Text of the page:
The Truckload Linehaul Index peaked in January 2015, rising 7.9 percent year-over-year, before beginning its long slide into 2016. The 0.6 percent drop in the index indicates not a slower growth rate, but an actual decline in truck rates that is pushing intermodal rates lower.
Several truckload carriers, including Werner, are blaming soft pricing for a year-over-year drop in first-quarter revenue. “Some customers are aggressively working to take advantage of the favorable shorter-term trends to the detriment of carriers,” Werner said in a statement.
Trucking companies that enjoyed considerable pricing power in 2014 and 2015 were able to thicken historically thin margins and build more sustainable profits. Now they feel more like their ocean carrier counterparts, who complain they are being pounded in rate negotiations.
The bidding season for transportation contracts in 2016 is proving to be “a constant battle with our shippers,” Richard Stocking, president and COO of Swift Transportation, said in March. Swift’s revenue dropped 4.7 percent in the first quarter, and profits were down 15.7 percent.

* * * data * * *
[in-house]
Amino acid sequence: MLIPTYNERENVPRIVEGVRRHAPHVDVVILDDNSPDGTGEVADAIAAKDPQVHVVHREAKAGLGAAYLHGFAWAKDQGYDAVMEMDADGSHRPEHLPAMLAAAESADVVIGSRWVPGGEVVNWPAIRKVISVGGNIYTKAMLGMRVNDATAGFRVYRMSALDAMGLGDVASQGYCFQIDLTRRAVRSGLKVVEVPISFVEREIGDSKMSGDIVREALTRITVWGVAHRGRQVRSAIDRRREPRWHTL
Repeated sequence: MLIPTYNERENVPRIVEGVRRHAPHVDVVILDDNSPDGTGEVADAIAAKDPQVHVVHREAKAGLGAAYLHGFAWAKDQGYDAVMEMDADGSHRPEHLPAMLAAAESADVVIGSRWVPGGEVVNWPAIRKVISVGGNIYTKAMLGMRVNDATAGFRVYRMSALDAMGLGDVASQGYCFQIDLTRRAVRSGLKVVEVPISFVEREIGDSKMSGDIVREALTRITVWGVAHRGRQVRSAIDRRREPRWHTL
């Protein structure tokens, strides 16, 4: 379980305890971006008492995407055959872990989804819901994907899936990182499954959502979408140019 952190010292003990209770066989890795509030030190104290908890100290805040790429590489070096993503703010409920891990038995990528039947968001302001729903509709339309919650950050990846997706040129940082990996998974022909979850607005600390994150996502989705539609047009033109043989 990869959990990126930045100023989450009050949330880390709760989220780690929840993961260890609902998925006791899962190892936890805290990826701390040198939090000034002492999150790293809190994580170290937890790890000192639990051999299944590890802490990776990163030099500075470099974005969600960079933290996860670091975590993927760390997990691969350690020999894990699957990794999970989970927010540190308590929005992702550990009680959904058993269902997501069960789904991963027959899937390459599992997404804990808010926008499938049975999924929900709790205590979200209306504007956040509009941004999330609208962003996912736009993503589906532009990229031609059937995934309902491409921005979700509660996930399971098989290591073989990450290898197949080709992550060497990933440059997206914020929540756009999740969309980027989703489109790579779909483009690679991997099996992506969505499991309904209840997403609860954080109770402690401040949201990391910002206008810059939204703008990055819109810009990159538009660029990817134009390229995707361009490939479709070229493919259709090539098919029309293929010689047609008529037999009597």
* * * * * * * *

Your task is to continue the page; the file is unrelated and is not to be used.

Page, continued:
“Our truckload services experienced pricing pressure throughout the 2016 first quarter, as industry-wide truck capacity was more readily available as compared to the 2015 first quarter,” Jim Gattoni, president and CEO ofLandstar System, said in a statement last week.
The trucking companies are sending a not-too-subtle warning that customers seeking “aggressive” price cuts when capacity is plentiful may be punished when supply tightens again. Additionally, they see the pricing pendulum swinging back toward them in the not-too-distant future.
“We’re seeing massive truck order cancellations,” Leathers said at the NASSTRAC conference. Data from freight analyst FTR shows March 2016 North American Class 8 truck net orders declined for the third straight month to 15,800 units, the lowest net order level since September 2012.
Net orders for Class 8s dropped 37 percent year-over-year last month, according to FTR. That’s a real sign of capacity contraction the market is ignoring, Leathers said. “We've dropped truck orders by 40 percent and everybody's acting like it's not happening,” he told NASSTRAC.